Labor Day has come and gone – we are back to business for a busy fall before the snow flies! Actually, we saw no dog days of summer this year, as activity motored right along throughout the summer. That does not mean a lot of deals got done, but there was a great deal of conversation! Deals are more complex (as we approach the end of the cycle). Everyone has issues. In the last 60 days, we have seen several pulled as they simply no longer “pencil out.” One example is Dolben’s 125 apartment project in the former Employment Security building in Concord, N.H. The final “ask” for the city to split the $7 million overrun was too much. The city declined and it is back to the drawing board.
Given the current hyper-inflated cost of construction, many “new” projects, as well as those with considerable rehab, are too expensive. Thus, new space is not being added to the inventory. Normally, this causes a pinch point or bottleneck where vacancy rates drop below 5% and developers start to build. Vacancy rates have been below 5% in housing and, thus, there is building of both single-family and multifamily going on – even with record high construction costs. Vacancy rates are not that low for office, manufacturing/high bay or retail. There are select projects in the sector – what are known as “build-to-suits” – where the tenant or user is known, but as the economy has slowed over the last 12 -18 months, and there are fewer projects coming in the pipeline. This is difficult to see from the street as there is a definite lag effect. It takes at least a year to conceive a project, secure financing, get approvals and permits and then start to build. It takes another year (at least) to build and once the front-end soft costs have been spent and the site purchased, it is hard to stop, or even pause, even with double-digit increases in construction costs. So, some projects may be getting to the tipping point, where, when completed, they may not lease up for quite some time.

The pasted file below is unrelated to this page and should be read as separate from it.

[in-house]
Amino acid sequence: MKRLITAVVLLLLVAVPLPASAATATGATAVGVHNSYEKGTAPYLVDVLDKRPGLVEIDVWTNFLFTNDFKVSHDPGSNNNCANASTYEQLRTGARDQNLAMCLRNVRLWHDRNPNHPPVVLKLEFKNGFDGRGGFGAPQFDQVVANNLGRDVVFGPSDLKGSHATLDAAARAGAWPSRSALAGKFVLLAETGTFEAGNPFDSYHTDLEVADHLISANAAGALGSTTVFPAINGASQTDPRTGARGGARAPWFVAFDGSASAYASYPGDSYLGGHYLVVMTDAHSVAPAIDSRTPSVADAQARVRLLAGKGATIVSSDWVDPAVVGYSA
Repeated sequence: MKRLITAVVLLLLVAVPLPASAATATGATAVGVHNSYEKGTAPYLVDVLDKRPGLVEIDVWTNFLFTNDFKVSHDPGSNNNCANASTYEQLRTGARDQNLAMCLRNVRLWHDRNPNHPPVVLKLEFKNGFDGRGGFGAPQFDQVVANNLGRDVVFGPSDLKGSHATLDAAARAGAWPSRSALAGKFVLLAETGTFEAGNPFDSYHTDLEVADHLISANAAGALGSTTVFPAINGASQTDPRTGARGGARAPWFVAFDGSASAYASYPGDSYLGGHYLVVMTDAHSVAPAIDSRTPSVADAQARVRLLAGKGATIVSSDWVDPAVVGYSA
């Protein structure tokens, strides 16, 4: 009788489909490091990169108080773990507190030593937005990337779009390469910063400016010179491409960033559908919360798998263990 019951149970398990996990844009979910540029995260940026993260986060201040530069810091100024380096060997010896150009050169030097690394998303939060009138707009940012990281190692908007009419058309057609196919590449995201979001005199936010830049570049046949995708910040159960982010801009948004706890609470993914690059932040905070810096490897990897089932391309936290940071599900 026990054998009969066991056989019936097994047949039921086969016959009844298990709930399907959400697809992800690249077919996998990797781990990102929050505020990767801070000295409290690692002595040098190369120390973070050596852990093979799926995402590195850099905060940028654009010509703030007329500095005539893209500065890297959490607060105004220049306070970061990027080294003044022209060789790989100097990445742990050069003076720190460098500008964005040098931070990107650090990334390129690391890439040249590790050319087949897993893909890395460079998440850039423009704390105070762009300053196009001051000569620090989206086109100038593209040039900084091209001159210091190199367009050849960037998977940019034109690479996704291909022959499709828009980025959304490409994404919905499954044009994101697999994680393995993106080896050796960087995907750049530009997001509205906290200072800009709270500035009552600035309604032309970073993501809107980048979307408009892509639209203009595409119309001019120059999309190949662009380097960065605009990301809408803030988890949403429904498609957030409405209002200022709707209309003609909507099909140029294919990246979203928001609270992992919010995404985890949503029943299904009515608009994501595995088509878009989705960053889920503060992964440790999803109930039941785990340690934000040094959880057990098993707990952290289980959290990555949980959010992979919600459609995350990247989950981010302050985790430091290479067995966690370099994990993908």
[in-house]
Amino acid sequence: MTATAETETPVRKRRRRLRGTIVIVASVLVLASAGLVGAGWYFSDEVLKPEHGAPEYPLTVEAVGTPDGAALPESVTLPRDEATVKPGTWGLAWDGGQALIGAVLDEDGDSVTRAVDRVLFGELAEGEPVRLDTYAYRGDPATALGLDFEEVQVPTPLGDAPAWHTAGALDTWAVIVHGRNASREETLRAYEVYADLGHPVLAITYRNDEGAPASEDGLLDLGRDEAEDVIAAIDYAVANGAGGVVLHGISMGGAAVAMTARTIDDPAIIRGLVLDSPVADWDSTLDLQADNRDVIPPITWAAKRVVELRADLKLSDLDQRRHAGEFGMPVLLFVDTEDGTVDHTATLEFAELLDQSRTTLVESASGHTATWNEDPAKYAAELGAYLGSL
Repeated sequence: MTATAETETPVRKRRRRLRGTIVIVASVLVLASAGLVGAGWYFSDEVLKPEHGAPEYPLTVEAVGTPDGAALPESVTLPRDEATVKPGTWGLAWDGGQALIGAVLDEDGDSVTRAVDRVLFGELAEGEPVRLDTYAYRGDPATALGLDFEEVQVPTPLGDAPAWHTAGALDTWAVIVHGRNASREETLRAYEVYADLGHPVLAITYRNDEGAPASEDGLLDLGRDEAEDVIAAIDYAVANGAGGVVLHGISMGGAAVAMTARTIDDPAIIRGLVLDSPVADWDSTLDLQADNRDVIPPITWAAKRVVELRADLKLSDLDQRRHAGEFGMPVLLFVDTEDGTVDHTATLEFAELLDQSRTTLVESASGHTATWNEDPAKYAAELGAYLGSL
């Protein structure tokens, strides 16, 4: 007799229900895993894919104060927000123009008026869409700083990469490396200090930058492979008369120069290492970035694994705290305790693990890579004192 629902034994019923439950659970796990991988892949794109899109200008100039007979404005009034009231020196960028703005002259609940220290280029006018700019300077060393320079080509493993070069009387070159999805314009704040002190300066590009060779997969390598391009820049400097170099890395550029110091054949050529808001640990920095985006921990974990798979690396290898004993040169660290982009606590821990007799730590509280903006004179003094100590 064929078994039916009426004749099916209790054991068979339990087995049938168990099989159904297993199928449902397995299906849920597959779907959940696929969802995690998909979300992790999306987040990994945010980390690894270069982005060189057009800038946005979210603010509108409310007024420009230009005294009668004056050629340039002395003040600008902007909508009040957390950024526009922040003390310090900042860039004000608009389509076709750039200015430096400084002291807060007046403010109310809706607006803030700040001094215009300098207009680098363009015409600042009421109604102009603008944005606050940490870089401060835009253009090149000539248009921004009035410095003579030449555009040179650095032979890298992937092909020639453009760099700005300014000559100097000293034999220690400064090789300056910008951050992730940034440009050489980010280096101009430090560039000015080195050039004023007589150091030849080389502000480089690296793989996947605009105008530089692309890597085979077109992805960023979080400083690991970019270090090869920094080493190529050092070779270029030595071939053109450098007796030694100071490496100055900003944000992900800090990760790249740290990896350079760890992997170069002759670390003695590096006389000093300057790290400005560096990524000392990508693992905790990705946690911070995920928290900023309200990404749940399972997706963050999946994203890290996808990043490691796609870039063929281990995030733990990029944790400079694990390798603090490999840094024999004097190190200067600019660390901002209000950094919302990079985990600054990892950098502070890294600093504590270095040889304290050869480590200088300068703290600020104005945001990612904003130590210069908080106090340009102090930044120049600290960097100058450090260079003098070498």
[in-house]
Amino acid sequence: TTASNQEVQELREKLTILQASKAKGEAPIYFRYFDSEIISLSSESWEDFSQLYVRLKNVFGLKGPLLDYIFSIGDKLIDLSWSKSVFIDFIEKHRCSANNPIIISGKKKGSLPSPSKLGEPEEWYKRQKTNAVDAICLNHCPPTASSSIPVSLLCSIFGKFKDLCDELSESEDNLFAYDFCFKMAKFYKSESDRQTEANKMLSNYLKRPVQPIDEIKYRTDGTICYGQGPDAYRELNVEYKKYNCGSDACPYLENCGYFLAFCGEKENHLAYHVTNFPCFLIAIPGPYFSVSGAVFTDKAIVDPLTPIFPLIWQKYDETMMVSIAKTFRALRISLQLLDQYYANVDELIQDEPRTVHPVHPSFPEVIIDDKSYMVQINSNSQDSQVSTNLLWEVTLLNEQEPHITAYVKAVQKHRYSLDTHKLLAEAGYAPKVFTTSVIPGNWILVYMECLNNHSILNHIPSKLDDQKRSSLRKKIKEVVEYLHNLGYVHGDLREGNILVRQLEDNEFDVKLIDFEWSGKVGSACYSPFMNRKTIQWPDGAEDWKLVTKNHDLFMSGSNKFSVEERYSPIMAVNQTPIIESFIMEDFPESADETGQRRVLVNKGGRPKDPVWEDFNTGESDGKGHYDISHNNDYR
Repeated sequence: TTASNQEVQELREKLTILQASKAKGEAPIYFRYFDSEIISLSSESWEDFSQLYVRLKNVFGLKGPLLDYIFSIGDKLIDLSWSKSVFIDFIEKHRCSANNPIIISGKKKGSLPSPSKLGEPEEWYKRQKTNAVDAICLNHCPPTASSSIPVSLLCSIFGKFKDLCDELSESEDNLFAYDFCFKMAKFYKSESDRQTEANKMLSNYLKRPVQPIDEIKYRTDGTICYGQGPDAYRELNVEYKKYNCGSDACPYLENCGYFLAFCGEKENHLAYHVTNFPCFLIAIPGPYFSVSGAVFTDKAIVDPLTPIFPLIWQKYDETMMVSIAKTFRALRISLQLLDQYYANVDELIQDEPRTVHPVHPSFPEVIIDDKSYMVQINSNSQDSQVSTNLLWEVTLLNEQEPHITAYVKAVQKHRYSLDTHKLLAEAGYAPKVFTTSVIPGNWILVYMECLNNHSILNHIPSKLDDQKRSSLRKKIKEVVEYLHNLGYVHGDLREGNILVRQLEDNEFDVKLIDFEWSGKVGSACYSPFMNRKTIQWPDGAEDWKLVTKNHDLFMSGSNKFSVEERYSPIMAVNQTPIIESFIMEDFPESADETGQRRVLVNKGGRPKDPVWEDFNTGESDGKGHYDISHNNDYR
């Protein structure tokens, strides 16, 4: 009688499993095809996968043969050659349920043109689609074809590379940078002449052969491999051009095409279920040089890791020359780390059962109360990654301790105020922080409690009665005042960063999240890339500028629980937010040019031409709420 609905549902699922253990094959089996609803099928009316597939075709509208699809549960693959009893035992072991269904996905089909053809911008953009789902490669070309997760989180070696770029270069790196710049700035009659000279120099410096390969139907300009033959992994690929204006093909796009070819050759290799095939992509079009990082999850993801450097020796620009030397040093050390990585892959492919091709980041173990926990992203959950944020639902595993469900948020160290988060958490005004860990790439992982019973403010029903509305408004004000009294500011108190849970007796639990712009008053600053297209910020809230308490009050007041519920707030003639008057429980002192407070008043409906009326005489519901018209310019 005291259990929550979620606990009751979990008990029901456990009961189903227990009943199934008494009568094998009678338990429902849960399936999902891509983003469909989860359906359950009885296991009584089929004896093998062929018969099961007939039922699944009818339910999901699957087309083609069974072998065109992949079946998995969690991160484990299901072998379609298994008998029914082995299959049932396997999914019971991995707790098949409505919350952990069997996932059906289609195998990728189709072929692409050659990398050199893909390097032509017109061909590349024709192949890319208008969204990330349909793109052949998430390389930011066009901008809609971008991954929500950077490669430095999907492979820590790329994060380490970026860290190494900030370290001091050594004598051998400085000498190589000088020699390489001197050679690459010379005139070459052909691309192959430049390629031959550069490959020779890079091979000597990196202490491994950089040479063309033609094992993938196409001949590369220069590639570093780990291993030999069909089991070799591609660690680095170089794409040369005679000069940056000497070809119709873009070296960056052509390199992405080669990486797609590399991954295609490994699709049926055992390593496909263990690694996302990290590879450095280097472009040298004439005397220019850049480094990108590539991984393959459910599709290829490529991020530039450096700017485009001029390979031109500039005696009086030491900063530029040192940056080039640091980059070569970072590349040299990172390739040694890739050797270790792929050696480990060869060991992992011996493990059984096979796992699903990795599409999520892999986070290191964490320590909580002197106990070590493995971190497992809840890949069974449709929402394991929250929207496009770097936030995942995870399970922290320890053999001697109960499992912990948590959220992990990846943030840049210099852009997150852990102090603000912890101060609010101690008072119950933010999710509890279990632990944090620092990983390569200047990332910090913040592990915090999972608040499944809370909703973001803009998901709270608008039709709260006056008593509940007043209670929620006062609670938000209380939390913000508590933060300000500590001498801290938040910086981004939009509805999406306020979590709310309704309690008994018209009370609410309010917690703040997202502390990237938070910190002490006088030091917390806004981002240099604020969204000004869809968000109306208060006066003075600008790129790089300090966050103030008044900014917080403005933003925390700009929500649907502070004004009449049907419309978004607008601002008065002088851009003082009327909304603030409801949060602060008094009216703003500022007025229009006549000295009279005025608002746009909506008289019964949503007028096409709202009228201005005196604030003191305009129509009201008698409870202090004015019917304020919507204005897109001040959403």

Thus, even though buildings are going up, the longest recovery in modern times has been tepid (2±%, barely matching inflation) and it is now sputtering. Cheap money has kept things going. If (or when) that changes, then things can turn dicey quickly. Add in an inverted yield curve and “traditional” economists begin to really worry. Add in Mr. Trump and his aggressive tariffs policy (ostensibly seeking to get China to be an honest actor on intellectual property matters) and there are many tripwires, any of which could (not will, but could) set off a chain reaction.
So, as fall approaches, the hurricane season involves more than giant storms out of the Atlantic. Oh, then there are/were those 20+ Democratic presidential candidates - it is political funny season – the Chinese are smiling because we here in the U.S. are, in fact, living in interesting times!
Lastly, we are seeing daily impasses in government – both at the state and federal level – legislatively passed budgets, gubernatorial vetoes, continuing budget resolutions… increasing debt. An article today stated that at the current pace, the national debt will exceed 100% of GDP in 2028 for the first time since immediately after World War II (1946).
China has definite aspirations to become the world’s largest economy. The U.S. has been, and continues to be, sputtering. Europe is wobbling. The global markets, as we have known them since post World War II, are changing. This has both short-term and long-term consequences. To maintain our secure and dominant position, we need to kick-start productivity ASAP to 3.5% - 4%. Otherwise, we are treading water in place as others march on by. Alas, regaining such productivity levels is a daunting task, one that very few of the would-be presidents have thought about, or are prepared to address.
Bill Norton, CRE, FMA, Hon. AIA NH, is a principal of Norton Asset Management, Manchester, N.H.